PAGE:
Dubuque County’s state lawmakers are continuing their years-long, bipartisan fight to create protections for residents and owners of mobile homes.
Iowa Sen. Carrie Koelker, R-Dyersville, introduced Senate File 403 on Thursday, a bill that aims to protect tenants — most of whom own their mobile homes, just not the land beneath — from being evicted unfairly, requires proper notice of rent increases, restricts rent increases to one per year and more.
The bill mirrors exactly the language of Iowa House of Representatives File 442, introduced earlier in the week, of which Iowa Rep. Shannon Lundgren, R-Peosta, is a sponsor.
“I didn’t want this to get stuck in a game of football (between chambers),” Koelker told the Telegraph Herald. “This is good news.”
These two Republicans have partnered with their Democrat colleagues from Dubuque County in a united front for similar protections since last year. In fact, Koelker introduced her bill just a day under one year exactly since the bill she introduced last session with Iowa Sen. Pam Jochum, D-Dubuque, was abruptly sidelined at the same time as Lundgren’s in the House, then co-sponsored by Iowa Rep. Lindsay James, D-Dubuque. Iowa Rep. Chuck Isenhart, D-Dubuque, was also actively supportive of the bills.
Those 2020 bills followed outcry by residents of Table Mound Mobile Home Parks in Dubuque after their 2019 purchase by Impact MHC Management LLC, of Colorado, from local owners. The out-of-state company proceeded to significantly increase rents.
A 2019 bill with area support also passed the Senate unanimously but never made it to the House floor.
All of these bills have been met with fierce opposition by the Iowa Manufactured Housing Association, the lobbyist group for mobile home park owners. That is what Dubuque County’s state lawmakers credited for the 2020 bills’ abrupt deaths.
James likened that fight to “modern-day David and Goliath” in a tweet last week. She told the Telegraph Herald that she is “cautiously optimistic” about the bills this year.
“It moved through subcommittee in the House with support of both Republicans and Democrats,” she said. “This continues to be a bipartisan effort to help our most vulnerable residents.”
James said she supported the bills but wished they had gone further.
“These are good protections that are a good step, but it doesn’t resolve the most glaring issue,” she said. “That is helping residents from being exploited by a large, out-of-state company that comes in and raises rent to an unfair, unsustainable degree — like a 60% or 70% increase. What we crafted last year would have actually helped resolve the issue.”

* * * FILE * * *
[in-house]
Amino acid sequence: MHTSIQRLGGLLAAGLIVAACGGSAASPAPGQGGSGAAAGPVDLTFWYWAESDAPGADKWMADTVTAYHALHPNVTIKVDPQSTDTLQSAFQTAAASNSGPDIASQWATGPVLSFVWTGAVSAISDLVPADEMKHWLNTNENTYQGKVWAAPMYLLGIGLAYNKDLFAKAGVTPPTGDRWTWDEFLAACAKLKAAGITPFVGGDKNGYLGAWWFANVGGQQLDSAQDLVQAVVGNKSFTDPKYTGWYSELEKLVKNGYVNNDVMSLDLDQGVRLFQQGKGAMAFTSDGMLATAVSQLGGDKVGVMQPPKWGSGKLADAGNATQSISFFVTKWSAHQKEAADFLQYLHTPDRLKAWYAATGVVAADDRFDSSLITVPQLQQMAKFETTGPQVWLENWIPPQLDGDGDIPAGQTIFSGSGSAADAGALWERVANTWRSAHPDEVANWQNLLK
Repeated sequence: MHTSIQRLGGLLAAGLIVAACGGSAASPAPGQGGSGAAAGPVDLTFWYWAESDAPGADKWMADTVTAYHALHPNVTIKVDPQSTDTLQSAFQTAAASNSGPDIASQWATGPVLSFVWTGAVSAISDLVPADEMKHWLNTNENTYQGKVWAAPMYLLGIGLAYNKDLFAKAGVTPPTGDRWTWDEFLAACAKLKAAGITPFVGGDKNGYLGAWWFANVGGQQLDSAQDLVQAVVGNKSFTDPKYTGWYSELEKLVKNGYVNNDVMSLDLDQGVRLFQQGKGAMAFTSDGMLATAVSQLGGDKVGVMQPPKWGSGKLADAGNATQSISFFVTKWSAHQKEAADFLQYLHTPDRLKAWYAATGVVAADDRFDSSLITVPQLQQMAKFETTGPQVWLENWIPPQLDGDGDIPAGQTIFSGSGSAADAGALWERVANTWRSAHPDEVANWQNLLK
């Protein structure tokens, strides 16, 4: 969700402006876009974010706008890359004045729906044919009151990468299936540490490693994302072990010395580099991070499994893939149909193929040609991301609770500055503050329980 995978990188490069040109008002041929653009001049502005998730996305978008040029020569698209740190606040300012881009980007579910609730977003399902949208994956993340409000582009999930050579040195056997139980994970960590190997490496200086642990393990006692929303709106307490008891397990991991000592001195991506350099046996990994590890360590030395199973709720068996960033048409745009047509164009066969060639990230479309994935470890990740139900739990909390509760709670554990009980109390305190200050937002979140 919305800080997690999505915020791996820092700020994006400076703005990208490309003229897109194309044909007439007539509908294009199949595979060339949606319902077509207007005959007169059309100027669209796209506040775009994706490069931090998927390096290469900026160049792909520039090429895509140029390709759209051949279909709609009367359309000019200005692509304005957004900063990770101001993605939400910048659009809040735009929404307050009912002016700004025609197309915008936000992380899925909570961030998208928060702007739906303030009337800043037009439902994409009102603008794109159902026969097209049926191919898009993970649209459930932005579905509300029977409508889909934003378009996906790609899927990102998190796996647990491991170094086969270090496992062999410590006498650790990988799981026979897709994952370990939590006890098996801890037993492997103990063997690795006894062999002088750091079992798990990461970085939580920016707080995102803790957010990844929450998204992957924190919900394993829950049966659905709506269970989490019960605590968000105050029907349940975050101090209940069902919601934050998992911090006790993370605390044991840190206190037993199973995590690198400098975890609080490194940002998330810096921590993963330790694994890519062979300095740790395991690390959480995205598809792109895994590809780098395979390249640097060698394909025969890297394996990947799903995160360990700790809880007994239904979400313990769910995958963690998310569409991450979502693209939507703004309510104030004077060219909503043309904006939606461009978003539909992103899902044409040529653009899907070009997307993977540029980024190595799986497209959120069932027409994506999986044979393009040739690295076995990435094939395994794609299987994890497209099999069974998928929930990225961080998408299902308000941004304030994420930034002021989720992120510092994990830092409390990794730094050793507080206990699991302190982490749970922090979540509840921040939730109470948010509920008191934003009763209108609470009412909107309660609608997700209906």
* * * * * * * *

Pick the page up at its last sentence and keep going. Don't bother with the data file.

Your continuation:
Bustos aims to aid small business succession
U.S. Rep. Cheri Bustos, D-Ill., joined a four-member bipartisan group of lawmakers in introducing the Small Business Succession Planning Act last week.
The bill would direct the Small Business Administration to create an online toolkit to walk small businesses through the process of creating a succession plan, according to a press release. It also would require the SBA to provide trained staff or partners to help small businesses create their plan.
The bill also would incentivize small businesses by offering a one-time $250 tax break to create a succession plan and an additional one-time $250 tax break when the plan is executed.
The SBA also would be encouraged to offer succession planning events nationwide and focus on access for minority-owned businesses.
“When even one small business closes, an entire community loses,” Bustos said in the release. “With the global pandemic forcing many of our small business owners to take a new approach to keeping their business healthy, succession planning has become more critical than ever before. This bipartisan legislation will help give our small businesses the tools they need to build a healthy financial future for themselves and their communities.”
Chesney Republicans’ voice for municipalities
Illinois Rep. Andrew Chesney, R-Freeport, was named the minority spokesman for the Illinois House Cities and Villages Committee earlier this month. In a press release, he said he would draw from his experiences while serving as a Freeport City Council member before being elected to serve in Springfield.
“All too often, our city and village officials feel like their pleas fall on deaf ears in Springfield,” Chesney said in the release. “The actions taken by state government can either empower our local governments with tools to succeed or tie their hands with costly and onerous mandates. ... A cooperative relationship is the only way our communities can succeed in such a terrible, state-derailed jobs climate which plagues local government revenue streams.”
Tri-state treasurers back Biden’s plan
Democratic State Treasurers Michael Frerichs, of Illinois, Michael Fitzgerald, of Iowa, and Sarah Godlewski, of Wisconsin, joined a letter from 17 state treasurers from around the country in support of President Joe Biden’s American Rescue Plan for pandemic relief.
“The health and economic emergency associated with the coronavirus crisis has taken a severe financial toll on states and municipalities,” the letter read. “Tax revenues have plummeted while expenses associated with battling the pandemic have soared. Overall state budget shortfalls are set to exceed $500 billion over the next two years.”